Firearms enhancements tend to be very tricky things. I have a friend who has legal, federally stamped silencers and he’s keenly aware of what extra trouble he can get into if he breaks 1 law while in possession of his silencer. And by possession, it means it’s in the trunk of your car when you’re pulled over.

    1. We (the royal we) pass these laws without thinking what the consequences are and how prosecutors will always tack on everything they can. Remember, you’re a line in a spreadsheet, nothing more.

      1. It’s called common sense gun control.

    2. Sorry, no sympathy from me. As a society we want to reduce gun crime, but then we flinch at applying punishment to criminals with guns. Much easier to go after the guns of the law abiding. Turner shit his bed but you want me to wear the diaper.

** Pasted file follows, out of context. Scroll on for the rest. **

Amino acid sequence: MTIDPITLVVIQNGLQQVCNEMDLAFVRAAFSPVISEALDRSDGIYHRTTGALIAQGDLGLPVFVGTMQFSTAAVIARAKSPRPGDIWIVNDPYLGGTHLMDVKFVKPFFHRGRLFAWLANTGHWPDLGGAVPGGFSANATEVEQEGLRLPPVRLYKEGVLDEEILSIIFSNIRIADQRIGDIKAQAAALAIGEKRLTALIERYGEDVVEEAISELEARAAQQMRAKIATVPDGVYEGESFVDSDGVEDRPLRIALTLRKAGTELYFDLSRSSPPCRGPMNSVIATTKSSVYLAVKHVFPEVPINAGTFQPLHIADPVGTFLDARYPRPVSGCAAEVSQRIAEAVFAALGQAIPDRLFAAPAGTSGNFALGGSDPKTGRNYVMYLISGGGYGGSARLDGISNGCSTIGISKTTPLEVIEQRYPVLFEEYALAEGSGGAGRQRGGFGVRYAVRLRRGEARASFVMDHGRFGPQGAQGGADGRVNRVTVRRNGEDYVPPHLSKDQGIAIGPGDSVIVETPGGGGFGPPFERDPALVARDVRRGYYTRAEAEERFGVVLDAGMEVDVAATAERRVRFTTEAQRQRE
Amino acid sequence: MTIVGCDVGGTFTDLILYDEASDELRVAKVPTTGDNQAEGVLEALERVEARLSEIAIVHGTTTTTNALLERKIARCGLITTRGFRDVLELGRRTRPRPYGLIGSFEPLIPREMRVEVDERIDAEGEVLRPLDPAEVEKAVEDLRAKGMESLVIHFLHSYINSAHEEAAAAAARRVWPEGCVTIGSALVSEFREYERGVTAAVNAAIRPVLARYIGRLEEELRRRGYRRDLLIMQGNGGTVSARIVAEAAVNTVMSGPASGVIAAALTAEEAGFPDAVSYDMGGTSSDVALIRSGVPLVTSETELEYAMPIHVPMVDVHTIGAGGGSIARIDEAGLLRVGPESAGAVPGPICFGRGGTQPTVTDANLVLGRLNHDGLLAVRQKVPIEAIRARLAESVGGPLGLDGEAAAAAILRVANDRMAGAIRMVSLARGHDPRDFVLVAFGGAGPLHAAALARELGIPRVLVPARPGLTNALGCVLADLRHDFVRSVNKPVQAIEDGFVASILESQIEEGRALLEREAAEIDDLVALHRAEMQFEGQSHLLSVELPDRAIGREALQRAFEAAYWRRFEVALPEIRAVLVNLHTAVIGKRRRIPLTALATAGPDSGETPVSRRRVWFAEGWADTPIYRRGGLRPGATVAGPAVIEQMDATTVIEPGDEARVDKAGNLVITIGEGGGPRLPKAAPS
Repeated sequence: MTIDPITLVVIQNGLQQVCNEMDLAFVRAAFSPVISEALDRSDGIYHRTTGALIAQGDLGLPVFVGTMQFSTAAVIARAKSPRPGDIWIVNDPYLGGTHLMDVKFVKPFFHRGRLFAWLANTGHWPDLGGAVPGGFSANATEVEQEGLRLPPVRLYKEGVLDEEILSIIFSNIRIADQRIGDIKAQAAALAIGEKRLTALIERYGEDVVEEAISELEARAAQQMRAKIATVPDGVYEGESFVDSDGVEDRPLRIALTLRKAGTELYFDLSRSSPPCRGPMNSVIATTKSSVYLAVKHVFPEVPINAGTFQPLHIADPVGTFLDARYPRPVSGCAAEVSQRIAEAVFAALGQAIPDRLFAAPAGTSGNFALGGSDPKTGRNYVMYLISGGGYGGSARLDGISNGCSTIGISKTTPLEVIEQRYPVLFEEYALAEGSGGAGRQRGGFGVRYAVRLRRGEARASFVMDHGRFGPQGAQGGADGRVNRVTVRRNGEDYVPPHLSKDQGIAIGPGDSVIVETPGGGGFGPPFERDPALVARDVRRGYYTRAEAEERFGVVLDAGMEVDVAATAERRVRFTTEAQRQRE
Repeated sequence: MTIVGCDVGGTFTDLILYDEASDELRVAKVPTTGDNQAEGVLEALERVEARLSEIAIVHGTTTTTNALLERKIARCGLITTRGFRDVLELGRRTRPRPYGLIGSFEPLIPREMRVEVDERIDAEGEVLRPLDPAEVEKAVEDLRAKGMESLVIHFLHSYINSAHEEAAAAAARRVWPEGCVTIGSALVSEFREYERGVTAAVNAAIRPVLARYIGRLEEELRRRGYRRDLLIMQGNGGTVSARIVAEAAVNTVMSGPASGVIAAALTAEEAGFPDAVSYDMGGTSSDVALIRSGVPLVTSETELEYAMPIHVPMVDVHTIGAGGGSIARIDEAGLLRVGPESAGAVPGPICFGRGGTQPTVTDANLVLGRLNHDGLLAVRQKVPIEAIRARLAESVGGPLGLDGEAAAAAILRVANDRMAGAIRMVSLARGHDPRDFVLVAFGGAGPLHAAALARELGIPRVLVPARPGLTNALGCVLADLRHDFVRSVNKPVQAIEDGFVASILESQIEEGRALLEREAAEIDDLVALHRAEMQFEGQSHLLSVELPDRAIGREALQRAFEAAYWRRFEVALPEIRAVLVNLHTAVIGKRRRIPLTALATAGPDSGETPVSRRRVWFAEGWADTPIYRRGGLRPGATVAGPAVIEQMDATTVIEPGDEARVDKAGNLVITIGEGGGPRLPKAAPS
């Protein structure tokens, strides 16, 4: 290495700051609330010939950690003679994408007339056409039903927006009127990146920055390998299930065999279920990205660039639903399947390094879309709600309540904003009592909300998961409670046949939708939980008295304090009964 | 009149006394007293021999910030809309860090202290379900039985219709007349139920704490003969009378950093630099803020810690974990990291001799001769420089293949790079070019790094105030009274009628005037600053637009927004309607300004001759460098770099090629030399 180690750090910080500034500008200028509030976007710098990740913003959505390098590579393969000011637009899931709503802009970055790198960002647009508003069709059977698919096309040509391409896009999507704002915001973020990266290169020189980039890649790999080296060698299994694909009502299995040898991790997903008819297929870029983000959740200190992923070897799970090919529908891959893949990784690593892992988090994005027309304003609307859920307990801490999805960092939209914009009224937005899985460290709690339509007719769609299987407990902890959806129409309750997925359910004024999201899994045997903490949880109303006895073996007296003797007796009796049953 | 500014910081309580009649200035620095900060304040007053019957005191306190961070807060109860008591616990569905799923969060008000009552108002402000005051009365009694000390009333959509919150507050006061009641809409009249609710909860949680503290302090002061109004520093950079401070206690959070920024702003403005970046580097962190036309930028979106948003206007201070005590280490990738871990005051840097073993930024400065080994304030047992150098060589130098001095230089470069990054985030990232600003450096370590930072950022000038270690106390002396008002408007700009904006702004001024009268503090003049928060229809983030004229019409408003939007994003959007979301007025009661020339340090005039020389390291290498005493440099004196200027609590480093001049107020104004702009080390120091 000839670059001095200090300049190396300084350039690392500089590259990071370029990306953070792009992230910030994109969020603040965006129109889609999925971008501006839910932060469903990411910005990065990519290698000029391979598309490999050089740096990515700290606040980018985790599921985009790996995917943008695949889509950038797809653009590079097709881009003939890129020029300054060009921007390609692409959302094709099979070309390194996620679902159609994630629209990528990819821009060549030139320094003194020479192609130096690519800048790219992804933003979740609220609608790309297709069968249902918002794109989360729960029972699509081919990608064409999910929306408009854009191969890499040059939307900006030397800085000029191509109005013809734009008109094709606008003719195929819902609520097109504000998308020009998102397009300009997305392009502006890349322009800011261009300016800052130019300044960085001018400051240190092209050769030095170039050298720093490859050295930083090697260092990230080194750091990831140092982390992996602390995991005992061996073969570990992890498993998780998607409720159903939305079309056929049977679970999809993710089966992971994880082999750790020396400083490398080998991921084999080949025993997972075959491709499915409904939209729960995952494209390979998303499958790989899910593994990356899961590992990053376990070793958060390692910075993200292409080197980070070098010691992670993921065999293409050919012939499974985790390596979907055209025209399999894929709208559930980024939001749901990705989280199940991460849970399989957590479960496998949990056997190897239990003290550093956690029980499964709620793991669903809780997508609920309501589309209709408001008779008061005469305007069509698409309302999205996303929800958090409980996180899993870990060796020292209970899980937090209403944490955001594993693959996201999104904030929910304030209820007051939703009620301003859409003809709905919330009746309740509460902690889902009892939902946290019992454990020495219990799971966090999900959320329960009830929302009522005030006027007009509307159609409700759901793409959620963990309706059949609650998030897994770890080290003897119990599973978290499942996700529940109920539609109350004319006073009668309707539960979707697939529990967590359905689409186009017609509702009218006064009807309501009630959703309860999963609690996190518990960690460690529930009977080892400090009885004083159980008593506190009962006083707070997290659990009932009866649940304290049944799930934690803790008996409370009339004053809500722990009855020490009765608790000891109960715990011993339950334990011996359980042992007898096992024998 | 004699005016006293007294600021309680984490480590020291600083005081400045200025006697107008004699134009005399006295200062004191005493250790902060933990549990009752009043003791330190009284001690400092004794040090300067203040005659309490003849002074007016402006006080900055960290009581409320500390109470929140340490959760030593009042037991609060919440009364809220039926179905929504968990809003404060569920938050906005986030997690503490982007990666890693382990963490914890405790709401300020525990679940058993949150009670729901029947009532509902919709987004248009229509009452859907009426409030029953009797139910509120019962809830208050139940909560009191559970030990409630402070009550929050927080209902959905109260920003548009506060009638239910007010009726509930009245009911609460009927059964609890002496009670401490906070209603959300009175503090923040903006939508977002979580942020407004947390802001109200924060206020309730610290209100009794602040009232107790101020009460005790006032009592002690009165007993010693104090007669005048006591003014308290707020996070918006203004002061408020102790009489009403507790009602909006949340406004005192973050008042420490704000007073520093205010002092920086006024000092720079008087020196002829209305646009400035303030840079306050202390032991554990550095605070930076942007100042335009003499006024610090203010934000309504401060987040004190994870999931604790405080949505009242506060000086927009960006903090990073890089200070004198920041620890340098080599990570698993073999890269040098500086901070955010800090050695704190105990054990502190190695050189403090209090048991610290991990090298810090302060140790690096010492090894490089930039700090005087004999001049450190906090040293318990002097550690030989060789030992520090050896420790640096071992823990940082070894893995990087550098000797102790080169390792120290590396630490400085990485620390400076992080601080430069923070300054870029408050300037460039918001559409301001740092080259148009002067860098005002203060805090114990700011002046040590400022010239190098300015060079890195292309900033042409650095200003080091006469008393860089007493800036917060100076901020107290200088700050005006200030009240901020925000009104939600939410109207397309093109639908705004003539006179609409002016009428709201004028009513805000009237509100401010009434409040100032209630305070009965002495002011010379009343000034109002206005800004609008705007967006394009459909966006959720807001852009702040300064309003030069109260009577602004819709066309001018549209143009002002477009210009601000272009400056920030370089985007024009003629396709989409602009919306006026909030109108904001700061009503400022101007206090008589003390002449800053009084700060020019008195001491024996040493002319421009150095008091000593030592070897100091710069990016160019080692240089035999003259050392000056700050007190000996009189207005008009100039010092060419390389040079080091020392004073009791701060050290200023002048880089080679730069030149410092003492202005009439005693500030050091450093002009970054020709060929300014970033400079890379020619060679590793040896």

2. The aspect that bothers me the most about this was pointed out by attn Shon Hopwood when he appeared on the Rubin Report. He discussed how mandatory minimums effectively deny due process because the combined penalties are so severe that you would be insane to go to trial even though you are constitutionally guaranteed a fair trial. I don’t see how you can call a trial fair when the penalties you face are excessive. There’s a tacit presumption of guilt in such a system where it’s in everyone’s best interest to plead guilty.

    1. The aspect that bothers me the most is that he wasn’t safe. We spend billions on these frigging prisons and they are full of violence, weapons and drugs. WTF.

  3. Whitey Bulger could not be reached for comment.